Now that we’re all walking around with smartphones, taking images of our work has never been easier. But are they good enough, and could they be much better? FIS technical director Joe Cilia met up with interior and architectural photographer Marek Sikora to ask “what makes a good picture?” and provide some useful pointers for fit-out contractors.
“Light is one of the most important things to consider,” highlighted Mr Sikora. “Especially where glazed partitions are the main subject. This is because glass will reflect light and alter images. It will even alter colour.”
How many of us consider this when we snap away to get the latest images for social media or just a quick photo as our entry to the FIS Contractors Awards?
Mr Sikora recommends taking time to visit the site before completion to understand the impact of daylight on the space at different times of day. He said: “Take your time. If the aspect is easterly, perhaps it’s better to come back in the afternoon when the lighting is softer. Ideally, aim for a time when the light levels outside are similar to those inside, as this avoids harsh shadows and contrasts; unless, of course, that’s what you’re looking to achieve.”
Moving on to composition and it’s important that the vertical lines are all vertical. Avoid lenses that distort and check that the camera is level. You can do this using the grid overlay on all cameras or using a multipurpose spirit level. A tripod is a must for any good image, as it allows you to consider the image, look for things like chairs that don’t align, a reflection of the camera or a smudge on the glass before taking a series of images and only noticing it later.
There are a number of tips when it comes to composition which are centred on perspective and symmetry. Look at any good picture and it often has points of interest that are composed using the ‘rule of thirds’ – this is where the overlay grid comes into its own. The rule of thirds involves thinking about your image using two horizontal lines and two vertical lines and positioning the important elements in your desired photo along those lines, or at the points where they meet. Consider placing something of interest like a chair in the foreground on one of these ‘thirds’ so your eye is led into the picture.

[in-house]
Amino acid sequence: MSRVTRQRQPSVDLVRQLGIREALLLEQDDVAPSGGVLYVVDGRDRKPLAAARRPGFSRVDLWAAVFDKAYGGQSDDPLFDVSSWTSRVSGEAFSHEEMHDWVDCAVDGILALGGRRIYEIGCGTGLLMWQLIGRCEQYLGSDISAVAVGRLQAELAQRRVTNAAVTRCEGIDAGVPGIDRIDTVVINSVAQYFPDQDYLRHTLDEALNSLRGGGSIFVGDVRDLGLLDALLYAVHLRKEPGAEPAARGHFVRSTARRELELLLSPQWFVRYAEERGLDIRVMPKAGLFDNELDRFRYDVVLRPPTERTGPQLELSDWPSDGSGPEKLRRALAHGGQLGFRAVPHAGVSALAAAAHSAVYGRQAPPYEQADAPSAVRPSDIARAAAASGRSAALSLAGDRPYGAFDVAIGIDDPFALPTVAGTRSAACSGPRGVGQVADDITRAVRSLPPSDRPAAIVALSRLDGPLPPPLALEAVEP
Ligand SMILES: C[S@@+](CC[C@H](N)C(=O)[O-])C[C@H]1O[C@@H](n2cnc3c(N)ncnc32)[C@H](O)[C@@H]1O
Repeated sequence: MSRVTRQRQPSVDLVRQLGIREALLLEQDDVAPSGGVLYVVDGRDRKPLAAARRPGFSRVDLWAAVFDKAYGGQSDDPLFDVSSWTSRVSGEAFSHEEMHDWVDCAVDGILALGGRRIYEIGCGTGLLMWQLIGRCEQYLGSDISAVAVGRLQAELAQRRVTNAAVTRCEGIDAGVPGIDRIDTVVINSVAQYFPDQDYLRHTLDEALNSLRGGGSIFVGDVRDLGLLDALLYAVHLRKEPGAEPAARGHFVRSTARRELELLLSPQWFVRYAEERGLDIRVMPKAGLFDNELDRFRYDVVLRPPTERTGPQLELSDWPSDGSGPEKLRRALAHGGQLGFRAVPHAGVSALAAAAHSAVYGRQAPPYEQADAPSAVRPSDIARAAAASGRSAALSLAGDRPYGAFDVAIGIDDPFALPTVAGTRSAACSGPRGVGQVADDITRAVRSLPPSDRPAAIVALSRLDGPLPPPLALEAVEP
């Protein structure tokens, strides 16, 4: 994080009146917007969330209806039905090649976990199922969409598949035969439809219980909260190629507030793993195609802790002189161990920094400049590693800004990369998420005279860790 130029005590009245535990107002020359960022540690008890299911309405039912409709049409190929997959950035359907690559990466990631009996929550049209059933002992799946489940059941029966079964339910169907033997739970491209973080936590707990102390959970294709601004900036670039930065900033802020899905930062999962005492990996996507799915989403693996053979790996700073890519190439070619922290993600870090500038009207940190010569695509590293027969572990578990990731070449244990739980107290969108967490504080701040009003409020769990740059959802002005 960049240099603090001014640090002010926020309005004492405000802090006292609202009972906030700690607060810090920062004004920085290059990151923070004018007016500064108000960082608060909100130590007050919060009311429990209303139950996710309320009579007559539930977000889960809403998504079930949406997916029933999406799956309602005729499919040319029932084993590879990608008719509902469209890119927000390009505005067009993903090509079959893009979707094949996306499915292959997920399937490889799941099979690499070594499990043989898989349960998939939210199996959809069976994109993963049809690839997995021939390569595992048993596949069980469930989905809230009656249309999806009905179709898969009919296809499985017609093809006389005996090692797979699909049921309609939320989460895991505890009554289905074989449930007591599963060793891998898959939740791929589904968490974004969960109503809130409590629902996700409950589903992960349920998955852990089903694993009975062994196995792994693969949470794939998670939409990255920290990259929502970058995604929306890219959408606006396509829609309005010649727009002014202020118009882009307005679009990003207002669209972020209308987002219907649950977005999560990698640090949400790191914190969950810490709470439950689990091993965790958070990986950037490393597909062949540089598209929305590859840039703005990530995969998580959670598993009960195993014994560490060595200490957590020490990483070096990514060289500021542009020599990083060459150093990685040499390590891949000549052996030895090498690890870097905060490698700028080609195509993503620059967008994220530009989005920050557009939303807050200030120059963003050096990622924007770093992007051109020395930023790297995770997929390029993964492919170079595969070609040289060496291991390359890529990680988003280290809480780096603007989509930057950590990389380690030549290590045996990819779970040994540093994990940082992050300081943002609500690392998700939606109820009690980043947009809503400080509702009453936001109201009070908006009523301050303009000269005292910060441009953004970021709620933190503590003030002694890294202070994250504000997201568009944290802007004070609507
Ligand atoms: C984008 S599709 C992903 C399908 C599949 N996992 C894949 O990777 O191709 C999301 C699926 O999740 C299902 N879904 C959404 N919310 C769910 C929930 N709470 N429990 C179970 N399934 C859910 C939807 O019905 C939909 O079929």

Generally, a manual setting is preferable to the automatic one, which works by making its own calculation based on light levels and can leave some detail in the dark. Set the camera or even a smartphone to manual using an app, and adjust the exposure and ISO setting. If your shutter speed setting is anything less than 1/125th of a second, you need to use a tripod, and even then, use a remote control or use the timer to avoid shake when you press the shutter, otherwise your image could have blurry movement.
A tripod also allows you to consider the composition, which may often be improved by setting the camera lower than you might normally think to do. The photograph above showing glass partitioning was taken at about 1.2m from the floor. Eye height is nearer 1.5m, which would distort the vertical lines and unbalance the gap between the subject at the ceiling and floor level.
Another tip is to think about your audience and what you want the image to say about you, your project and your company. What expectation are you looking to match? Where will the image be used? For example, a site progress image will be different from one being used for a brochure or website – different again for social media.
Mr Sikora suggests: “Think about the message you want the image to carry. This is important as you might only get one chance to impress. So, check if it’s a landscape or portrait shot that you need – or maybe both.” “Cropping was something I used to do,” he added, “but I don’t anymore because it reduces the image quality. You should aim to compose and produce a final image by adjusting your position, the height and angle of the camera.”
So, how do you find a professional photographer for that hero shot? Mr Sikora’s final piece of advice is to start with an internet search, look for commercial photographers working with interiors then look only at the images and find photographers whose images are close to the style you want. Send a brief to a selection of these photographers and see who responds. You’ll need to be able to work with the individual photographer, so take time talking with them before making your final choice. Marek Sikora’s work can be seen at www.mareksikora.com, on Instagram (mareksikoraphotography).
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FIS technical director